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Subject: Re: [boost] [OT] Open Source Forking and Boost (was Re: [SQL-Connectivity] Is Boost interested in CppDB?)
From: mloskot (mateusz_at_[hidden])
Date: 2010-12-15 07:54:33

Dean Michael Berris wrote:
> On Wed, Dec 15, 2010 at 7:45 PM, Mateusz Loskot <mateusz_at_[hidden]>
> wrote:
>> On 15/12/10 02:20, Dean Michael Berris wrote:
>>> On Wed, Dec 15, 2010 at 7:35 AM, Mateusz Loskot<mateusz_at_[hidden]>
>>> wrote:
>>>> This is not how FOSS works to make a project healthy and
>>>> sustainale in long term. Your observable disappointment about
>>>> software here makes me asking, what's next? Boost libraries
>>>> forked?
>>> Well... actually... forks are a valid means of diversification in
>>> FOSS projects.
>> Technically and formally valid, but not necessarily valid in terms of
>> sustainability. Thinking in terms of r/K selection theory, which one
>> would be better for FOSS (assuming no funds).
> Here's the thing though, if the fork succeeds, it eventually becomes
> the "main" project. This has already happened with MariaDB and MySQL,
> Firefox and Mozilla, X11 and, etc.

Firefox is not a fork, but the same team and the same organization decided
to change their strategy
from the Mozilla Suite to two separate products. is a fork and successful indeed.
MariaDB was as necessary answer to MySQL closed for community-driven
Though, I haven't seen a lot of critical mass around MariaDB.

Dean Michael Berris wrote:
>>> About Boost Libraries being forked, I don't think that's inherently a
>>> bad idea -- especially since there's already a number of Boost
>>> libraries that seem "unmaintained".
>> Forking never solves maintenance problems, but introduces new ones.
> Not really.
> The fact that something is unmaintained and that people other than the
> original maintainers want to maintain a fork of it, I don't see how it
> introduces a new maintenance problem.

There are plenty of new problems.
Forking is not about copying, changing and throwing out on the public
In many cases it meets same problems as any other startup project.

Dean Michael Berris wrote:
>>> The only issue I see with forking Boost libraries at this time is the
>>> infrastructure used to host the code; SVN wasn't meant to encourage
>>> forking compared to say how Git or Mercurial allow forking to be as
>>> trivial as branching and merging. I'll leave my comment on SVN at
>>> that at risk of inciting the SCM debate yet again. ;)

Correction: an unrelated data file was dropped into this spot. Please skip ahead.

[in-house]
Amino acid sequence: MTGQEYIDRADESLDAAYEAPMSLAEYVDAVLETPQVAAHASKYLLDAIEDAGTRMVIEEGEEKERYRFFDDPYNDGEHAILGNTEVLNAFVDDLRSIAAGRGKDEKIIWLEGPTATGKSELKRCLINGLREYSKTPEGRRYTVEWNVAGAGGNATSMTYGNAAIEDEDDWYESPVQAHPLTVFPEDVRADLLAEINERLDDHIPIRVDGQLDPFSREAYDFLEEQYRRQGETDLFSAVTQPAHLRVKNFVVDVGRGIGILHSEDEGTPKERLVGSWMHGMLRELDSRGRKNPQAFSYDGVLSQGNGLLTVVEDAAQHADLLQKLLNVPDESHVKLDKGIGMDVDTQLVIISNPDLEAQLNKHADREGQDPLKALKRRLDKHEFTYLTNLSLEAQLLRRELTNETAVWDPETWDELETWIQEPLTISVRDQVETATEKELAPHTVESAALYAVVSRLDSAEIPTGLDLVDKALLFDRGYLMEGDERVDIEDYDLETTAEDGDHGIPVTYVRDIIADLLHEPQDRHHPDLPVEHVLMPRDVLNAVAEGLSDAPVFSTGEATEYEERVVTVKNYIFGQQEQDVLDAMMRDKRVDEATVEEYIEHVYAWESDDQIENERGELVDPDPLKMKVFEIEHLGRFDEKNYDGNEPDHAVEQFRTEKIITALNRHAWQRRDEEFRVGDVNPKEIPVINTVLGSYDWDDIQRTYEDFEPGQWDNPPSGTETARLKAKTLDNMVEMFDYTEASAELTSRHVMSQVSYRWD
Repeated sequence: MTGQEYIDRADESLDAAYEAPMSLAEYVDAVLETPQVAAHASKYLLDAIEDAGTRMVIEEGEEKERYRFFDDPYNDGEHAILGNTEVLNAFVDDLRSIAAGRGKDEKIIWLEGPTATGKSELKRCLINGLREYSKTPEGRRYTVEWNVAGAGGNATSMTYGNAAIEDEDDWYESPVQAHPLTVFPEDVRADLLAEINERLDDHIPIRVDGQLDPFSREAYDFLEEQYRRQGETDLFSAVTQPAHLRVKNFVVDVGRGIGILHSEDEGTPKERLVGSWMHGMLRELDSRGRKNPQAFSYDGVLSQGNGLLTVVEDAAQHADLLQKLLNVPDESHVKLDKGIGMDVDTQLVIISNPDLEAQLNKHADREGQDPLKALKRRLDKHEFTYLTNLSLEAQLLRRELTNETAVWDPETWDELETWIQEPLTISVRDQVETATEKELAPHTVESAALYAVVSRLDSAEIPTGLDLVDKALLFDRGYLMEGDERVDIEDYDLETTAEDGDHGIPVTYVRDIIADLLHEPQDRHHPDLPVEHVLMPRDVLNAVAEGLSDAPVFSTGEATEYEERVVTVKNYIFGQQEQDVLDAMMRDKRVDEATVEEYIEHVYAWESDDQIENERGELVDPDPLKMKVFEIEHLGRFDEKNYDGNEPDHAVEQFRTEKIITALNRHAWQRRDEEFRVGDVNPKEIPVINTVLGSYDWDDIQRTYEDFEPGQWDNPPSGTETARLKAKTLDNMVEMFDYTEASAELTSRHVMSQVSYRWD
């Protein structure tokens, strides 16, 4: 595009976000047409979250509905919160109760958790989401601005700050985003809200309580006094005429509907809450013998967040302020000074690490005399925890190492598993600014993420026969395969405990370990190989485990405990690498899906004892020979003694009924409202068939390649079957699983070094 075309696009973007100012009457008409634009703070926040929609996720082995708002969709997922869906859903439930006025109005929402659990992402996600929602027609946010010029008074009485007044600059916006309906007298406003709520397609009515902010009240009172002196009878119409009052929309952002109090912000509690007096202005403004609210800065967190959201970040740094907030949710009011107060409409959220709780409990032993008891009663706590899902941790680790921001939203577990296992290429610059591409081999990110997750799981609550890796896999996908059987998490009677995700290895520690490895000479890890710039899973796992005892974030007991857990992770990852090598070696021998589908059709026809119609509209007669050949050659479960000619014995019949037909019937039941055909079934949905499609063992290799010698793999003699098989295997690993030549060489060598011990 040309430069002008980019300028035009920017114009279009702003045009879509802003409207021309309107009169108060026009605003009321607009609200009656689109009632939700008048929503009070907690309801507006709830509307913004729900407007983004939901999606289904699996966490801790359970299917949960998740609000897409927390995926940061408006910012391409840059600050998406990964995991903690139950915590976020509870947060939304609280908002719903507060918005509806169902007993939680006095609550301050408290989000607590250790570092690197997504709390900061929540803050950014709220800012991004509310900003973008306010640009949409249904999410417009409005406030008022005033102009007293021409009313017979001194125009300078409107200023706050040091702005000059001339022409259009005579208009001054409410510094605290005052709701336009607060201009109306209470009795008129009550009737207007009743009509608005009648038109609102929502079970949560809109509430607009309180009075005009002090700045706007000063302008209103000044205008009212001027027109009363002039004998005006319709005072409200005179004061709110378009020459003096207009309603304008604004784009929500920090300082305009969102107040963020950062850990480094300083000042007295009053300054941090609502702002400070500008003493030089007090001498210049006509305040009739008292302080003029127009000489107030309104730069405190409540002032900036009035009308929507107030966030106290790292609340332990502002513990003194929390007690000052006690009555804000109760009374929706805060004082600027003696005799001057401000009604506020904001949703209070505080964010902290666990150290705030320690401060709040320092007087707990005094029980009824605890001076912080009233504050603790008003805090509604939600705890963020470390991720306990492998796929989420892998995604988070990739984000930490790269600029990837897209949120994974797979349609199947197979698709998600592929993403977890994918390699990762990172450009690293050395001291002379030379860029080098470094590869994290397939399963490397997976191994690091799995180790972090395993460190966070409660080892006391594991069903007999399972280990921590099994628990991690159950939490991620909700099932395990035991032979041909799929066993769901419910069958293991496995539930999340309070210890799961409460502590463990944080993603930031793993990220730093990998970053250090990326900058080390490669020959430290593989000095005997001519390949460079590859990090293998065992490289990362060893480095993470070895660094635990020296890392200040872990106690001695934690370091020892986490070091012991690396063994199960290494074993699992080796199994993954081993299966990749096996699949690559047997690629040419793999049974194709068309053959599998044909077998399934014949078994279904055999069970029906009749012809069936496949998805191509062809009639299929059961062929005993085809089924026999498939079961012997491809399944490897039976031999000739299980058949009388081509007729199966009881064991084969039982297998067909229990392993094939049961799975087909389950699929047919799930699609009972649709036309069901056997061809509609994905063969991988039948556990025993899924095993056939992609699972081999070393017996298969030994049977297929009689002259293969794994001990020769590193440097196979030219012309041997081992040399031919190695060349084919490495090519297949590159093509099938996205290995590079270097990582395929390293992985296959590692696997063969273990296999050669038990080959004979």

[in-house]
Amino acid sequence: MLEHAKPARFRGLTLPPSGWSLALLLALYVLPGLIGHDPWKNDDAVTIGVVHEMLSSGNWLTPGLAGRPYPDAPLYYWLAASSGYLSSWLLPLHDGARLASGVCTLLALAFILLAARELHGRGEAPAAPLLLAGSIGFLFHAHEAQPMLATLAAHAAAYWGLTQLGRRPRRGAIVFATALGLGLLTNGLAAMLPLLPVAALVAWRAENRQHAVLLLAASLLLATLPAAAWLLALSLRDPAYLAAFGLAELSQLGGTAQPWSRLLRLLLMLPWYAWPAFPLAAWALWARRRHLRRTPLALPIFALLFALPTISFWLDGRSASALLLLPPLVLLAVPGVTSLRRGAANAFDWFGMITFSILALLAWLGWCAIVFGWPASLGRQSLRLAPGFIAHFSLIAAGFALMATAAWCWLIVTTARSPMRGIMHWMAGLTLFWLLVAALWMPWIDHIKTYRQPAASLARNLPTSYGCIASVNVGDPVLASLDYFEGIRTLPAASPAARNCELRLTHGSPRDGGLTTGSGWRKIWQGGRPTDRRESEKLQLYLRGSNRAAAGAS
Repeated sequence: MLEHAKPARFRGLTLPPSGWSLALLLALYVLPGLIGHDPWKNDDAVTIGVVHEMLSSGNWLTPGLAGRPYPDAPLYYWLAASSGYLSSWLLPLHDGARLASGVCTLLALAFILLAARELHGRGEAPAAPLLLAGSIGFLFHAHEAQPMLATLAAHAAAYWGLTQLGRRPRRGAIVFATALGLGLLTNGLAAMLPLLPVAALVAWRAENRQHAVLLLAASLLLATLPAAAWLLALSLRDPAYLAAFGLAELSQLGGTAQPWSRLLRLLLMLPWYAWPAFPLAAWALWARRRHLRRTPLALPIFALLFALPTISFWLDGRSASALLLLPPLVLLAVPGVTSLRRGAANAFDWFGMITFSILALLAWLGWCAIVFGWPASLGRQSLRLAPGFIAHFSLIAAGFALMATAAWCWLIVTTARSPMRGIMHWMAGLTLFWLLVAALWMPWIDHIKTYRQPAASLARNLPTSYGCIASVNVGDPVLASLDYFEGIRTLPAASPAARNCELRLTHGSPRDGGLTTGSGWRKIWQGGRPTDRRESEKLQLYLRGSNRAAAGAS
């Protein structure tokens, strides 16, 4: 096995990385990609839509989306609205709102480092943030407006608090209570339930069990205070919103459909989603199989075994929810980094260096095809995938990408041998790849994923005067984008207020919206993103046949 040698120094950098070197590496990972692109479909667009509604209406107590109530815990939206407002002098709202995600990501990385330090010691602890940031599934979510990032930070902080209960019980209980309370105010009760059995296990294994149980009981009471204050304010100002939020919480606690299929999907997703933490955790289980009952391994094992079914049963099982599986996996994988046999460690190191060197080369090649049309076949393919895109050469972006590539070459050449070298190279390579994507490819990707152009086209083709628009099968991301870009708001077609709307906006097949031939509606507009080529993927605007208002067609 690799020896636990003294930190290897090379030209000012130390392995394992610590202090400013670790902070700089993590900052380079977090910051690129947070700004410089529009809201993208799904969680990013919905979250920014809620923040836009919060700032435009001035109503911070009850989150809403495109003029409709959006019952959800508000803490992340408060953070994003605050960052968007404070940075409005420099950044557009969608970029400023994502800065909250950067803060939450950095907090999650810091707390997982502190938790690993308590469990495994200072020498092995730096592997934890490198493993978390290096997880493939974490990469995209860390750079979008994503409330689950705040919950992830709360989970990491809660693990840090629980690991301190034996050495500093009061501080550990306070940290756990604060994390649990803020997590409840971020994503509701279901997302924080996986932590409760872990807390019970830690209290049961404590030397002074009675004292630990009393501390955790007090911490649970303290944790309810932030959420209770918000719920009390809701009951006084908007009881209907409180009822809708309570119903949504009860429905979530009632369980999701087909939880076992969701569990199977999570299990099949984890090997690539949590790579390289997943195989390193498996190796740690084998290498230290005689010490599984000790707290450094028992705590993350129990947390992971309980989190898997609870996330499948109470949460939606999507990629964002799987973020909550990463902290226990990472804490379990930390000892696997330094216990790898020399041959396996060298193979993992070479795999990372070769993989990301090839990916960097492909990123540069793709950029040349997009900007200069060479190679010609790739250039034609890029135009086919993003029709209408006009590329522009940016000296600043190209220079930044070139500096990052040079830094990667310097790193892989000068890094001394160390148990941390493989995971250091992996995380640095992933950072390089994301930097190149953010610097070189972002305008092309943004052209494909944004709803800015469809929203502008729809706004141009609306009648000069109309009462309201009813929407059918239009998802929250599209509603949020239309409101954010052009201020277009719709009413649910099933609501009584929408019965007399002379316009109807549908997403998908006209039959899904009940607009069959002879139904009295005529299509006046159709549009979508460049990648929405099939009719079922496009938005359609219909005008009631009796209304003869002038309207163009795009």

>> Forking projects is not the same as forking in Git (like at github).
> Eh?

Yes, it's not just copying a code, as long as we both understand a project
is not
only a source code. Code is an extremely important part of a project, but
not critical part. As every piece of software is useless without data,
any forked source code is dead without community which uses and maintains

> Forking a project is similar to this story:
> Caesar of Rome says: this city stinks, is dirty, unhealthy, it sucks.
> let's leave it and make new Rome v2 in south-west.

Dean Michael Berris wrote:
> That's a re-write, not a fork. A fork would be:
> Caesar of Rome says: this city stinks, is dirty, unhealthy, it sucks;
> who's with me, I'm going to bring the good parts of Rome and build a
> city that's in the south-west but this time with dedicated cleaners,
> hospitals, proper waste management facilities, and cool new sights.

I've assumed the "bringin the good parts". I should have made it clear.

Dean Michael Berris wrote:
>> I joined this thread because I could not understand the sociological
>> aspect of this decision. Perhaps it's me and nowadays more folks
>> consider it easier to quit a job than to work out a compromise :-)
>> I honestly wish Artyom good luck.
> Well, these days I think at least compromises seem to be overrated. If
> you can't get to Win/Win, there's always No Deal. ;)

I don't think compromises are overrated.

My general point is that it's easy to fork (as it's easy to create new FOSS
but following steps are very difficult to make it success.
What I have observed here, is what I'd call "premature forking" and that's
why I don't
understand such decisions.

Here is article that precisely explains my concerns, especially:

When to fork?
When you have exhausted all other options.

I have not seen such exhaustion.

Best regards,


Mateusz Loskot,
Charter Member of OSGeo,
Member of ACCU,
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